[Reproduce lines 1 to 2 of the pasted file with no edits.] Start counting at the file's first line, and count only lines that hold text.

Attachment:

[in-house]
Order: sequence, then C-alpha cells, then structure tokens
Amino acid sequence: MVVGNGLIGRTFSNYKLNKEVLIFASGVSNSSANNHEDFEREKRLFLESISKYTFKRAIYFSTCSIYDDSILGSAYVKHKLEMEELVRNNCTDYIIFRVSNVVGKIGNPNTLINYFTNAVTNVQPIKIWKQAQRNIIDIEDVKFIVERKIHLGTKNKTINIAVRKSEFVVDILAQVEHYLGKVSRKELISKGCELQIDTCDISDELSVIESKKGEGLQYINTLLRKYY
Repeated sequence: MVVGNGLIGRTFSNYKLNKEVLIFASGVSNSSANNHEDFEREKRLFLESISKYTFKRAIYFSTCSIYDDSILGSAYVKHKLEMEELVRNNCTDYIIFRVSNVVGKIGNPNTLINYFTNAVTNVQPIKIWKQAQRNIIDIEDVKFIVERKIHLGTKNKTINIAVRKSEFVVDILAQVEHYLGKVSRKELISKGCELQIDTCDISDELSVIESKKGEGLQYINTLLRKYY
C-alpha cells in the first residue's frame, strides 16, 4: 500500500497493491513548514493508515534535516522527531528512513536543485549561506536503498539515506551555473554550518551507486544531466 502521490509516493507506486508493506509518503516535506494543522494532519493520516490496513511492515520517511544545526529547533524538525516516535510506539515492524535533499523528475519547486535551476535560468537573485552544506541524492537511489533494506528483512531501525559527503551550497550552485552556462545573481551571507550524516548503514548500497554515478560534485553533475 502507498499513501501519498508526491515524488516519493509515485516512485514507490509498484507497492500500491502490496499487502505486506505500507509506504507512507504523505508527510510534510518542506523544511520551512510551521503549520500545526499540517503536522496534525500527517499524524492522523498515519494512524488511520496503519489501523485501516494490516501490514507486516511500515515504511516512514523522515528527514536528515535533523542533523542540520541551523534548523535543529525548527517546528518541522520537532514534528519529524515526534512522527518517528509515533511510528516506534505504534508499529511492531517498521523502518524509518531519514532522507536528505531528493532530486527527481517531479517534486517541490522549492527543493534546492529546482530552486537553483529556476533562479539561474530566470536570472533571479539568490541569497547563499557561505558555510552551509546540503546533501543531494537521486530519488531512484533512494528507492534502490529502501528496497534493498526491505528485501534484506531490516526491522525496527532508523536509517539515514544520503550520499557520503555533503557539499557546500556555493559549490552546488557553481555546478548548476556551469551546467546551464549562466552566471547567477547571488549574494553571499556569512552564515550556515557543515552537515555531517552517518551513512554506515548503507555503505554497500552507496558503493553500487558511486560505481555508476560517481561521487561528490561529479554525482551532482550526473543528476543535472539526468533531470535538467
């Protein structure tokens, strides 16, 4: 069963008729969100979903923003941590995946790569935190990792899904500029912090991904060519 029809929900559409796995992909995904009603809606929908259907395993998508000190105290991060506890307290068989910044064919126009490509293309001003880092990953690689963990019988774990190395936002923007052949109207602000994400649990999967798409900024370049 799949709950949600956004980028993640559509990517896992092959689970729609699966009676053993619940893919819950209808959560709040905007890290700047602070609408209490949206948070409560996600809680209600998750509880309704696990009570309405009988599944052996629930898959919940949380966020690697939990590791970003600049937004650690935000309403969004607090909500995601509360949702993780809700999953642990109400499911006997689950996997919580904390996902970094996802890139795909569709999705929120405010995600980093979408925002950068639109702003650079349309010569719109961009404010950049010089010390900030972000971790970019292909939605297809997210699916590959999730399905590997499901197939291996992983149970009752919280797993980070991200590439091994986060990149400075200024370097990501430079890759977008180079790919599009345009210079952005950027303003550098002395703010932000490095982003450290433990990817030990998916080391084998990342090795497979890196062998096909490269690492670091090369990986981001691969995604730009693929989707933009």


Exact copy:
[in-house]
Order: sequence, then C-alpha cells, then structure tokens